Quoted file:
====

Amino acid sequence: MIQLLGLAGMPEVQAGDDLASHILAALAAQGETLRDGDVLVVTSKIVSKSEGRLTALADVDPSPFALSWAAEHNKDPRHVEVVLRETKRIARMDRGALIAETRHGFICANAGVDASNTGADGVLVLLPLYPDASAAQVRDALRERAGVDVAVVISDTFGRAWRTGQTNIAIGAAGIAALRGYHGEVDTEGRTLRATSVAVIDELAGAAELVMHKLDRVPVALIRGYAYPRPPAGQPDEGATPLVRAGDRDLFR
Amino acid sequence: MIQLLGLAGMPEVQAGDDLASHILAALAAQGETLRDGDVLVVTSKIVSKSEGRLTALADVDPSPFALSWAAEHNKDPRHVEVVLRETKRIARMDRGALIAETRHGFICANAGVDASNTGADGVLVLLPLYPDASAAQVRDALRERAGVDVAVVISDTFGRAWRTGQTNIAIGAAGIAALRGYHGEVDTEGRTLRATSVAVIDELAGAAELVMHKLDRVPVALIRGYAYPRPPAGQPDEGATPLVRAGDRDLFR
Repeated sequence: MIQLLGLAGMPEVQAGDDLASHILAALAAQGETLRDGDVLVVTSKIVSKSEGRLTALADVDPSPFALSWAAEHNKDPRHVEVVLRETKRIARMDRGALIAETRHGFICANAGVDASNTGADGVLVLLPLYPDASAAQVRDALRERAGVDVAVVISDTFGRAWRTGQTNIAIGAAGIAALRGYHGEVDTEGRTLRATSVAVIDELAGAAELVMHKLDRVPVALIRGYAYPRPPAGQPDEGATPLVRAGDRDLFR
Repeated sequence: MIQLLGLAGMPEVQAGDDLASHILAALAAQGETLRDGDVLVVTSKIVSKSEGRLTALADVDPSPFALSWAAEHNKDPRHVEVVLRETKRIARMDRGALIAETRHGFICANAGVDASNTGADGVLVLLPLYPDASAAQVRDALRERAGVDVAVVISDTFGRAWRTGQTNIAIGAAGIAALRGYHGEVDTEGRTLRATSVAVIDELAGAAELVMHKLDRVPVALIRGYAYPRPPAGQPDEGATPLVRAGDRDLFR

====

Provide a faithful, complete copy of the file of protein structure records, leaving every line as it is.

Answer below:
Amino acid sequence: MIQLLGLAGMPEVQAGDDLASHILAALAAQGETLRDGDVLVVTSKIVSKSEGRLTALADVDPSPFALSWAAEHNKDPRHVEVVLRETKRIARMDRGALIAETRHGFICANAGVDASNTGADGVLVLLPLYPDASAAQVRDALRERAGVDVAVVISDTFGRAWRTGQTNIAIGAAGIAALRGYHGEVDTEGRTLRATSVAVIDELAGAAELVMHKLDRVPVALIRGYAYPRPPAGQPDEGATPLVRAGDRDLFR
Amino acid sequence: MIQLLGLAGMPEVQAGDDLASHILAALAAQGETLRDGDVLVVTSKIVSKSEGRLTALADVDPSPFALSWAAEHNKDPRHVEVVLRETKRIARMDRGALIAETRHGFICANAGVDASNTGADGVLVLLPLYPDASAAQVRDALRERAGVDVAVVISDTFGRAWRTGQTNIAIGAAGIAALRGYHGEVDTEGRTLRATSVAVIDELAGAAELVMHKLDRVPVALIRGYAYPRPPAGQPDEGATPLVRAGDRDLFR
Repeated sequence: MIQLLGLAGMPEVQAGDDLASHILAALAAQGETLRDGDVLVVTSKIVSKSEGRLTALADVDPSPFALSWAAEHNKDPRHVEVVLRETKRIARMDRGALIAETRHGFICANAGVDASNTGADGVLVLLPLYPDASAAQVRDALRERAGVDVAVVISDTFGRAWRTGQTNIAIGAAGIAALRGYHGEVDTEGRTLRATSVAVIDELAGAAELVMHKLDRVPVALIRGYAYPRPPAGQPDEGATPLVRAGDRDLFR
Repeated sequence: MIQLLGLAGMPEVQAGDDLASHILAALAAQGETLRDGDVLVVTSKIVSKSEGRLTALADVDPSPFALSWAAEHNKDPRHVEVVLRETKRIARMDRGALIAETRHGFICANAGVDASNTGADGVLVLLPLYPDASAAQVRDALRERAGVDVAVVISDTFGRAWRTGQTNIAIGAAGIAALRGYHGEVDTEGRTLRATSVAVIDELAGAAELVMHKLDRVPVALIRGYAYPRPPAGQPDEGATPLVRAGDRDLFR